Madam Speaker, it is with pleasure that I address the motion before us. Affordable housing has been an issue for a long time.
The member referred to CMHC which is one of the cornerstones in terms of providing affordable housing for all Canadians. It was created shortly after World War II. As soldiers returned and started families, the need for additional housing was recognized. CMHC in essence set the groundwork. Nothing has changed. Whether it was after World War II or today, there has always been a very high demand for housing.
With respect to this motion, most people would recognize that we need to support the housing industry in a very direct way. I would like to provide a different perspective. I was housing critic for the Liberal Party a number of years ago. I have some fairly hard thoughts and opinions about our housing situation. In some provinces there is virtually a housing crisis. In some corners of Canada there are housing crises, and they vary. On many of the first nations reserves there is a huge demand not only for houses but for houses to be fixed. In municipalities of varying sizes it becomes an issue of affordability because of the cost of housing, especially in some of the larger cities, where there is a need for the government to get directly involved.
There are many different ways in which the government could help with housing. Shelter allowance programs have always intrigued me. They were initially talked about by Lloyd Axworthy in the late 1970s. He advocated for the establishment of shelter allowances for renters. He focused on seniors and families. There is a strong need today to support programs of that nature. It is one of the ways government could work with the private sector to ensure there are more affordable housing units. That would go a long way toward addressing the needs of many, whether they are homeless or individuals who are living in other situations who are trying to find a place they can call their own.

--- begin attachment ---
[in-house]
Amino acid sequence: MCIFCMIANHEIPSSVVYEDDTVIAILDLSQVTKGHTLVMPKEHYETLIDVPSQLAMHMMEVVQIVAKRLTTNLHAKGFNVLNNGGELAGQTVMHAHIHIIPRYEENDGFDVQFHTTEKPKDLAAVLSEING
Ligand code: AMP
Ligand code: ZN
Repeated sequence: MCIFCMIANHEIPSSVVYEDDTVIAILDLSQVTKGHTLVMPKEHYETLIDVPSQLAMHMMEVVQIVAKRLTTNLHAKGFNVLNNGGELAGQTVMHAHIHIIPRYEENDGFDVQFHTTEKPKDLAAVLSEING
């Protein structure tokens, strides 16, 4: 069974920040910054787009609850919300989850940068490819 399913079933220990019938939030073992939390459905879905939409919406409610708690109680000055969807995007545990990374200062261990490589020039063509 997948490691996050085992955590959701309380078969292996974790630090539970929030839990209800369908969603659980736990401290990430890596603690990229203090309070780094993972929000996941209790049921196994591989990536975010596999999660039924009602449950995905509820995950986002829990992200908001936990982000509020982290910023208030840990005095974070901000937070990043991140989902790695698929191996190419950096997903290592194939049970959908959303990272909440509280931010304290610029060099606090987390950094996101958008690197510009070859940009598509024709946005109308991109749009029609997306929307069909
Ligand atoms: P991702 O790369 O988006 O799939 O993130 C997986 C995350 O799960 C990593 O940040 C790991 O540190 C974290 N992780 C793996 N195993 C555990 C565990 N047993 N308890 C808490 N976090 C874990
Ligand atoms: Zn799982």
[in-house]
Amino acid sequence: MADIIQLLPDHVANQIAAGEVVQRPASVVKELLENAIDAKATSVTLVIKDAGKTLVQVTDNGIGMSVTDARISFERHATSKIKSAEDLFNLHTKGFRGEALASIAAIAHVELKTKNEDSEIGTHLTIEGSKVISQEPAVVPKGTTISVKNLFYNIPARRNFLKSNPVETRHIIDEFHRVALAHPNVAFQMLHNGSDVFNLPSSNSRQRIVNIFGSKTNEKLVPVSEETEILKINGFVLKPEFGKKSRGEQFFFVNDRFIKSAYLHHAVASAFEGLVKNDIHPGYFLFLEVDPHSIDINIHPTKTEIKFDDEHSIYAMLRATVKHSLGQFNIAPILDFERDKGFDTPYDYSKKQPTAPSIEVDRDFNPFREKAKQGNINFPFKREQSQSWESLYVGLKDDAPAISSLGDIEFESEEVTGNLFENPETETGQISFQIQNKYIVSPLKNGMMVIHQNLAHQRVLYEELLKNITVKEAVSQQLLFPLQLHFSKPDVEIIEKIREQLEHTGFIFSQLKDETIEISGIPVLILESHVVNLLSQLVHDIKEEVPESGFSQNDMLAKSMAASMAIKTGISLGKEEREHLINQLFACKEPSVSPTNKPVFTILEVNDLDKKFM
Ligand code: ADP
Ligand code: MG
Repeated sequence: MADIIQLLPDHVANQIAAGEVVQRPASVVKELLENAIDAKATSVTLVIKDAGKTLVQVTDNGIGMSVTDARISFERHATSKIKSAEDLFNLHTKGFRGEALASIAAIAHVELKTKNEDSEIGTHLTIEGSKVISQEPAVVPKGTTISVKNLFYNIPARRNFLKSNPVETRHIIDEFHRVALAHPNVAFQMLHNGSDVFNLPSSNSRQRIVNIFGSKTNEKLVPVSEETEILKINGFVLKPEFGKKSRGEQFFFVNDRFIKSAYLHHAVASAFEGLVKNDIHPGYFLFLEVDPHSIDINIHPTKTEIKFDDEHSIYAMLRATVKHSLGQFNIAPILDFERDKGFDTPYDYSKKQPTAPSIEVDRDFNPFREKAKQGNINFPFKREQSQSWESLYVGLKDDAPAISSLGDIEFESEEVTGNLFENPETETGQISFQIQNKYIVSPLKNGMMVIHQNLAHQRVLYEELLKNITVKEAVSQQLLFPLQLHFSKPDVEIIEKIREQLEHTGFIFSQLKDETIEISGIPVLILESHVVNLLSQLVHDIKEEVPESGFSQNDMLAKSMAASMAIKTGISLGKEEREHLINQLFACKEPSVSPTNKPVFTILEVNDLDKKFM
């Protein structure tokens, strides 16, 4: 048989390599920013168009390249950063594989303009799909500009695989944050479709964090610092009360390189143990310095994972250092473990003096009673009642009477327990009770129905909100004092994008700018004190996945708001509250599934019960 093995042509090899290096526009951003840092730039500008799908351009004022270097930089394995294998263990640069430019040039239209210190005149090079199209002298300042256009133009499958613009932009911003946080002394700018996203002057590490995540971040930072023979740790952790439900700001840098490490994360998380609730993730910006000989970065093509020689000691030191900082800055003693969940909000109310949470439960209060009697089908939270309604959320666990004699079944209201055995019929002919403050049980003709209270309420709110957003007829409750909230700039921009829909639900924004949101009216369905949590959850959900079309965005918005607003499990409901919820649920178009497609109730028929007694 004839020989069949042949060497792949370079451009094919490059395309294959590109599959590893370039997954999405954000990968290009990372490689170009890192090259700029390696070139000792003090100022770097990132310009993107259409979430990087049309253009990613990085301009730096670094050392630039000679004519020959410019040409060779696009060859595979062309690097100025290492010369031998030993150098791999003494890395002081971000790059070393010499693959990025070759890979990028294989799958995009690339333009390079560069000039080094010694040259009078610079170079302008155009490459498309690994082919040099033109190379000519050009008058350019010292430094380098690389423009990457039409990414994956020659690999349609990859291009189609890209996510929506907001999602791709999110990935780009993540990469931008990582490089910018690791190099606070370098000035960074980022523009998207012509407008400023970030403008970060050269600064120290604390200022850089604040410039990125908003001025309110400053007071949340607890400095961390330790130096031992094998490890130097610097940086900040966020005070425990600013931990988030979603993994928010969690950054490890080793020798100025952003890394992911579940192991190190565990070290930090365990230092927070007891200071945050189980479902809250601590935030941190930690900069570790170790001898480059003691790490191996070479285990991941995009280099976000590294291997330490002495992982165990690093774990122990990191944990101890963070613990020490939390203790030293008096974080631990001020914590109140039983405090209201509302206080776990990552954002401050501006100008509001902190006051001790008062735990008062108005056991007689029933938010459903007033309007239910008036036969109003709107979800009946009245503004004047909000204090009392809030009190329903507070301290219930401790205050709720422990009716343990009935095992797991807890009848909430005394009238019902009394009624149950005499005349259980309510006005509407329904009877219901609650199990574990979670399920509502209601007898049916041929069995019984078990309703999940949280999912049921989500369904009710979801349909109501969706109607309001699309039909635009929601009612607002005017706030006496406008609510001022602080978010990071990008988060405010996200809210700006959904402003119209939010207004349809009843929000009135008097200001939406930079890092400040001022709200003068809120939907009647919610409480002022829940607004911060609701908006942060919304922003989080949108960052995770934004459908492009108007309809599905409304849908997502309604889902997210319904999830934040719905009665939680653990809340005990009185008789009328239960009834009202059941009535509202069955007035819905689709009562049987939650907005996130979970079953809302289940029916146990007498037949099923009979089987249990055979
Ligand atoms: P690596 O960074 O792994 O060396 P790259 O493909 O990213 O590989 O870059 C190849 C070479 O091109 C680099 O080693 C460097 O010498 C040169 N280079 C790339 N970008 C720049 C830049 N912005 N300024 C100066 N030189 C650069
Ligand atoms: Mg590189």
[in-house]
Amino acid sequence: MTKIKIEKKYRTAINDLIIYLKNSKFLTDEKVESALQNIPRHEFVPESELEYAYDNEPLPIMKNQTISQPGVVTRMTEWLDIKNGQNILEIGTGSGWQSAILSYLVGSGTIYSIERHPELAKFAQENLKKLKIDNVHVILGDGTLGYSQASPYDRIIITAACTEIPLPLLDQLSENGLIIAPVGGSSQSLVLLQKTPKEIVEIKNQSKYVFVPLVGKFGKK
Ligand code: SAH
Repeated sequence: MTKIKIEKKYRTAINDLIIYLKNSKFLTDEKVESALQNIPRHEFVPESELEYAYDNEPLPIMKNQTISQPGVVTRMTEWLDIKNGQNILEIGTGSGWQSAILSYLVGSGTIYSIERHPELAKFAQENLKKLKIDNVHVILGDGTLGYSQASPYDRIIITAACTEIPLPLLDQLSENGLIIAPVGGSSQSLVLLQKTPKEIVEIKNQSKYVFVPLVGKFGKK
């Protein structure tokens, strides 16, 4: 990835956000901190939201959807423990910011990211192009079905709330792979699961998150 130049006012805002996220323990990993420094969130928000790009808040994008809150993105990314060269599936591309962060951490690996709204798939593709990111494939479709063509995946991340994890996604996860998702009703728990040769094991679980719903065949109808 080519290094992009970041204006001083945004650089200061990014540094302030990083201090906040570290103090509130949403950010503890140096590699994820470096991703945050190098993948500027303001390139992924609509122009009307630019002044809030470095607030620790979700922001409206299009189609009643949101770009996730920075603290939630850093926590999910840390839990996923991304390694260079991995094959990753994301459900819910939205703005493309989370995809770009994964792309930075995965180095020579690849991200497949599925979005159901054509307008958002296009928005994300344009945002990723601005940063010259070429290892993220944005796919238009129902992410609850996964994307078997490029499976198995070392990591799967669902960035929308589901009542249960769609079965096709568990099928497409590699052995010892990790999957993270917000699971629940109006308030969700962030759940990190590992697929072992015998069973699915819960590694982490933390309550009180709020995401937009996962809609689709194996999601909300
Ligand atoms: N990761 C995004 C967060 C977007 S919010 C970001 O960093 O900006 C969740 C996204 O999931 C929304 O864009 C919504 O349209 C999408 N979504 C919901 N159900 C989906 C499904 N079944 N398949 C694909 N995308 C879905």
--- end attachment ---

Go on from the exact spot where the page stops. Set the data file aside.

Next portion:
There are many different organizations. What I like about Winnipeg North is that it spans the spectrum. There are the wartime houses that were built, and just a few weeks ago I was talking to members from St. Mary The Protectress Villa, a wonderful Ukraine-run community housing facility. It was created because of the Ukrainian community in Winnipeg. It has provided homes, apartments with balconies, for a number of people in Winnipeg North. Its members have done incredible work in providing alternative housing for seniors who live in the north end. Not only did the members build the facility, but today they are looking at expanding it. They are looking for some support from the government, federal, provincial or municipal, to enable them to do that.
That is the type of housing we should be looking at. We should be looking for organizations that are prepared to get involved with the communities, whether it is being involved in the expansion of a project or developing new projects or something of that nature. What I especially like about St. Mary The Protectress Villa is that it is managed by individuals primarily from the Ukrainian community. They have provided shelter for a good number of years.